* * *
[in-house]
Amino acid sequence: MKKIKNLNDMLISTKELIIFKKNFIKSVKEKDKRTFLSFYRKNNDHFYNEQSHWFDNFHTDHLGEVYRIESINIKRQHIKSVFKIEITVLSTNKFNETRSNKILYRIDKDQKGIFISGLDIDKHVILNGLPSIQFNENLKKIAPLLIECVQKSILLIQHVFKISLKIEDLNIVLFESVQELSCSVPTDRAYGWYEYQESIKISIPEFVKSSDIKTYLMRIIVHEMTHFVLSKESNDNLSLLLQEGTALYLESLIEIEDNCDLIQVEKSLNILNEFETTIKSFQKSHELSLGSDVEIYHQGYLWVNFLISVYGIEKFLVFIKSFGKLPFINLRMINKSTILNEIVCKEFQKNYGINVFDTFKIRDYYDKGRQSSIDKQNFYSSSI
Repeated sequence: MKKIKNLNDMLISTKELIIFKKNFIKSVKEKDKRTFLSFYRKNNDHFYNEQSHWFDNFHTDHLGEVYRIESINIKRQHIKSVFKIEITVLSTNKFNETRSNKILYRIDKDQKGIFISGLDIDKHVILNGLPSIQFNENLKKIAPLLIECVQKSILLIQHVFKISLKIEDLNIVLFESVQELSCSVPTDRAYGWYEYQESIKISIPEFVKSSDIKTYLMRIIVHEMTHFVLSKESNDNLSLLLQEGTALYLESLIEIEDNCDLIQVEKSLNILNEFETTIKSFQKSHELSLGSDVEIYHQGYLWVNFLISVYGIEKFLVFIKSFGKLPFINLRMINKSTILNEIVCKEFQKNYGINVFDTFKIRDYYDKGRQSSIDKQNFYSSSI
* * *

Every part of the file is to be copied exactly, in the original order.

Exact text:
[in-house]
Amino acid sequence: MKKIKNLNDMLISTKELIIFKKNFIKSVKEKDKRTFLSFYRKNNDHFYNEQSHWFDNFHTDHLGEVYRIESINIKRQHIKSVFKIEITVLSTNKFNETRSNKILYRIDKDQKGIFISGLDIDKHVILNGLPSIQFNENLKKIAPLLIECVQKSILLIQHVFKISLKIEDLNIVLFESVQELSCSVPTDRAYGWYEYQESIKISIPEFVKSSDIKTYLMRIIVHEMTHFVLSKESNDNLSLLLQEGTALYLESLIEIEDNCDLIQVEKSLNILNEFETTIKSFQKSHELSLGSDVEIYHQGYLWVNFLISVYGIEKFLVFIKSFGKLPFINLRMINKSTILNEIVCKEFQKNYGINVFDTFKIRDYYDKGRQSSIDKQNFYSSSI
Repeated sequence: MKKIKNLNDMLISTKELIIFKKNFIKSVKEKDKRTFLSFYRKNNDHFYNEQSHWFDNFHTDHLGEVYRIESINIKRQHIKSVFKIEITVLSTNKFNETRSNKILYRIDKDQKGIFISGLDIDKHVILNGLPSIQFNENLKKIAPLLIECVQKSILLIQHVFKISLKIEDLNIVLFESVQELSCSVPTDRAYGWYEYQESIKISIPEFVKSSDIKTYLMRIIVHEMTHFVLSKESNDNLSLLLQEGTALYLESLIEIEDNCDLIQVEKSLNILNEFETTIKSFQKSHELSLGSDVEIYHQGYLWVNFLISVYGIEKFLVFIKSFGKLPFINLRMINKSTILNEIVCKEFQKNYGINVFDTFKIRDYYDKGRQSSIDKQNFYSSSI